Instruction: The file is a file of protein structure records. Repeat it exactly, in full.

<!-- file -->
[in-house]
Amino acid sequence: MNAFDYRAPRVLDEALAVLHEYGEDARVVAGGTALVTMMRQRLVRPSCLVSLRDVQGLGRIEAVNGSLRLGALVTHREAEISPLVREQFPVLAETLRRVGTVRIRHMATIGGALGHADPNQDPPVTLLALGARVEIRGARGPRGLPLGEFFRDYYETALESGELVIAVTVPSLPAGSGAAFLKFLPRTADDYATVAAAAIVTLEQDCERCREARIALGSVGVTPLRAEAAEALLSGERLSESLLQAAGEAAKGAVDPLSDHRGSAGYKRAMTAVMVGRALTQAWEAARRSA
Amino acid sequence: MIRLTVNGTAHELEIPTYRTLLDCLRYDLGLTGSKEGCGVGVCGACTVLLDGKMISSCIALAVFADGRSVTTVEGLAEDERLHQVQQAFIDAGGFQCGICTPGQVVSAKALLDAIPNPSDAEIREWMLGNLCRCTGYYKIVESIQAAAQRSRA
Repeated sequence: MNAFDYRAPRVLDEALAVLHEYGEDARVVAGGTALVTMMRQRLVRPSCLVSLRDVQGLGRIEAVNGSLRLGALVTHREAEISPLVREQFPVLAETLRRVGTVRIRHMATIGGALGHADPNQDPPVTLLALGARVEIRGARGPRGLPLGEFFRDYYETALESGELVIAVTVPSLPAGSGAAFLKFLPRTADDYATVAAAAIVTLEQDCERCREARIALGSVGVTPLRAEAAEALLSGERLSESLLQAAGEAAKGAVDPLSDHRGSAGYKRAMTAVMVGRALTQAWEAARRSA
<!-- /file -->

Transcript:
[in-house]
Amino acid sequence: MNAFDYRAPRVLDEALAVLHEYGEDARVVAGGTALVTMMRQRLVRPSCLVSLRDVQGLGRIEAVNGSLRLGALVTHREAEISPLVREQFPVLAETLRRVGTVRIRHMATIGGALGHADPNQDPPVTLLALGARVEIRGARGPRGLPLGEFFRDYYETALESGELVIAVTVPSLPAGSGAAFLKFLPRTADDYATVAAAAIVTLEQDCERCREARIALGSVGVTPLRAEAAEALLSGERLSESLLQAAGEAAKGAVDPLSDHRGSAGYKRAMTAVMVGRALTQAWEAARRSA
Amino acid sequence: MIRLTVNGTAHELEIPTYRTLLDCLRYDLGLTGSKEGCGVGVCGACTVLLDGKMISSCIALAVFADGRSVTTVEGLAEDERLHQVQQAFIDAGGFQCGICTPGQVVSAKALLDAIPNPSDAEIREWMLGNLCRCTGYYKIVESIQAAAQRSRA
Repeated sequence: MNAFDYRAPRVLDEALAVLHEYGEDARVVAGGTALVTMMRQRLVRPSCLVSLRDVQGLGRIEAVNGSLRLGALVTHREAEISPLVREQFPVLAETLRRVGTVRIRHMATIGGALGHADPNQDPPVTLLALGARVEIRGARGPRGLPLGEFFRDYYETALESGELVIAVTVPSLPAGSGAAFLKFLPRTADDYATVAAAAIVTLEQDCERCREARIALGSVGVTPLRAEAAEALLSGERLSESLLQAAGEAAKGAVDPLSDHRGSAGYKRAMTAVMVGRALTQAWEAARRSA